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Stan Kroenke Now Owns a True Football Team -- Arsenal of British Premier League

Categories: Bidness, Sports
kroenke.jpg
Stan Kroenke's fabulous life just got fabulouser.
Stan Kroenke, owner of the St. Louis Rams, is now the majority owner of a legitimate football squad. You know, the variation of the sport that -- as its name suggests -- is played with the feet. Yes, here in the U.S. of A. we call that soccer. Why?

Anyhoo, over the weekend the Missouri billionaire upped his stake in Arsenal of the British Premier League to 63 percent. Kroenke (who also owns solely -- or with his family -- the Denver Nuggets of the NBA, Colorado Avalanche of the NHL, and Colorado Rapids of the MLS) had owned 30 percent of the Arsenal football club. He's now purchased the shares of two other investors for 230 million pounds (roughly $368 million), increasing his position from a minority investor to the majority owner of the club.

Given the backlash when other non-Brits have purchased English football franchises, the reaction over Arsenal is surprisingly positive.

Commenters on Arsenal fan sites generally support the Kroenke's purchase. And even the spokesman for the Arsenal Supporters Trust has given Kroenke his blessing.

Word is that Kroenke is now negotiating to send Sam Bradford and Steven Jackson to Arsenal in exchange for the Rams picking up a pair of strikers in return.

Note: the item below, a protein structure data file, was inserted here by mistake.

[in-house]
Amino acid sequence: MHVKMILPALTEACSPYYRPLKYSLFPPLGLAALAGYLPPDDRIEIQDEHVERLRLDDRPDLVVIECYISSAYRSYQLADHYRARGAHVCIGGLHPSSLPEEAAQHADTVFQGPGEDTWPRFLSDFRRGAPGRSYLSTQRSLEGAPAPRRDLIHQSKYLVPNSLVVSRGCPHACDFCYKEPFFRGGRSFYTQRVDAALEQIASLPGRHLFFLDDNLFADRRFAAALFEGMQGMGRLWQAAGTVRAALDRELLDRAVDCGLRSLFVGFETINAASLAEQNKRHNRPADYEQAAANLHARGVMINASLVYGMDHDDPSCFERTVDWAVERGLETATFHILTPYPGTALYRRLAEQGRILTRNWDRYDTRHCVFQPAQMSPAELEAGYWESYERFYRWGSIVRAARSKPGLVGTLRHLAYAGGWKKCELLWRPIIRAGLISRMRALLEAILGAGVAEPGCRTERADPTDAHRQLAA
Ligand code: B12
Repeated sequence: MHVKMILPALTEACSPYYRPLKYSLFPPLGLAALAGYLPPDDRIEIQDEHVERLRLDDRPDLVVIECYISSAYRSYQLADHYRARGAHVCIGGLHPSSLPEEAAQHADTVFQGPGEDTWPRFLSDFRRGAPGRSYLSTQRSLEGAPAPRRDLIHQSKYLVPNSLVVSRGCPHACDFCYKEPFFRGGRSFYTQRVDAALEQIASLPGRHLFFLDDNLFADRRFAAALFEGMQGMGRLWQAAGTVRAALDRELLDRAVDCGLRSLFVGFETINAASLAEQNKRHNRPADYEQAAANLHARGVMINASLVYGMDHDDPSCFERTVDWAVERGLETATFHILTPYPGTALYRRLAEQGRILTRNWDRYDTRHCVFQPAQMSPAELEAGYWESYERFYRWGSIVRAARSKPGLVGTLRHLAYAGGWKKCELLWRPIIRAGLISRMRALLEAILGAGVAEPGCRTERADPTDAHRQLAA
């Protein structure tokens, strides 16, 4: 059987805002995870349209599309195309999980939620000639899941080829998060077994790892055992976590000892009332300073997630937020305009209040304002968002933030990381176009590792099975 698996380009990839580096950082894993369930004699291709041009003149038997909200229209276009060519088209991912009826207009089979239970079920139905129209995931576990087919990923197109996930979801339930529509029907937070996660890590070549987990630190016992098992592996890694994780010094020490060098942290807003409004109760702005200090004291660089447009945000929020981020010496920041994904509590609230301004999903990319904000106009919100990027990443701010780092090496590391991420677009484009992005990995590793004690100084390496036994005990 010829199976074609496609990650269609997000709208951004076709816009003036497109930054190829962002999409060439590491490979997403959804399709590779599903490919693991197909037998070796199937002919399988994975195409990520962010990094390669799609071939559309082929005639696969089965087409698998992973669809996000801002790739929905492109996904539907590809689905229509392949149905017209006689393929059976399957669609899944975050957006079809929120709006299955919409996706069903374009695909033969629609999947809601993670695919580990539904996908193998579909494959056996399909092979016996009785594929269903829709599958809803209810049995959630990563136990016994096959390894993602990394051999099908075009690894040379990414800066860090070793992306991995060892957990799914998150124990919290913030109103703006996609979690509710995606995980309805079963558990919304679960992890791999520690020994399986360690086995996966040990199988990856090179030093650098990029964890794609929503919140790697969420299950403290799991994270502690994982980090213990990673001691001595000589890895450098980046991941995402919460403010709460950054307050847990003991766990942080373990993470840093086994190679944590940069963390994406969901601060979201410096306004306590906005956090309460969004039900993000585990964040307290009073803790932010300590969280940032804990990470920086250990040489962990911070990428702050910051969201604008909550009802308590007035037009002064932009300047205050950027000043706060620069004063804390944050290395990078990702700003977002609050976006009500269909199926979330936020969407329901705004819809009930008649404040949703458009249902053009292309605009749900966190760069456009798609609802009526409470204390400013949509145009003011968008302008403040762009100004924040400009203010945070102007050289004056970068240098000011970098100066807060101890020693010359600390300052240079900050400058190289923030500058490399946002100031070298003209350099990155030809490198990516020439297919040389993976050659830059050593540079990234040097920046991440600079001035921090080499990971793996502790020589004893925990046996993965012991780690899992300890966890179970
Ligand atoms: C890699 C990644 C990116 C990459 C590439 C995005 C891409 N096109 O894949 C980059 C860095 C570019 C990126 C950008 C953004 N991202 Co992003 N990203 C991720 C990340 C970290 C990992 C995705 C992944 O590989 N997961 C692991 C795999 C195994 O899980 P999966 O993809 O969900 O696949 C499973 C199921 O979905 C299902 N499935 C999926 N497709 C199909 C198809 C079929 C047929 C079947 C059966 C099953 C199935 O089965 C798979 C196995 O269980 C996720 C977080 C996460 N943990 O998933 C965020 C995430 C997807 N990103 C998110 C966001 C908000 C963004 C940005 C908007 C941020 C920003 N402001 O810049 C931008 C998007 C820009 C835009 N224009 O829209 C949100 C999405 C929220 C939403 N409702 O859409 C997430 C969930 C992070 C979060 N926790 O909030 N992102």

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5 comments
Handsome Jimmy
Handsome Jimmy

Well...there goes our Ram's off-season shopping cash. Donny Avery just breathed a sigh of relief.

Jdub
Jdub

Can we hope that the Rams score more often than Arsenal?

Anonymous Hominid
Anonymous Hominid

We are only following the lead of the creators of the sport ....

http://en.wikipedia.org/wiki/N...

"In many of these countries, the term "soccer" is also widely used. For example, several official publications of the English Football Association have the word "soccer" in the title.[4] Simon Kuper and Stefan Szymanski write that soccer was the most common name for the game in Britain from the 1890s until the 1970s, and suggest that the decline of the word soccer in the UK, and the incorrect perception that it is an Americanism, were linked to awareness of the North American Soccer League in the 1970s."

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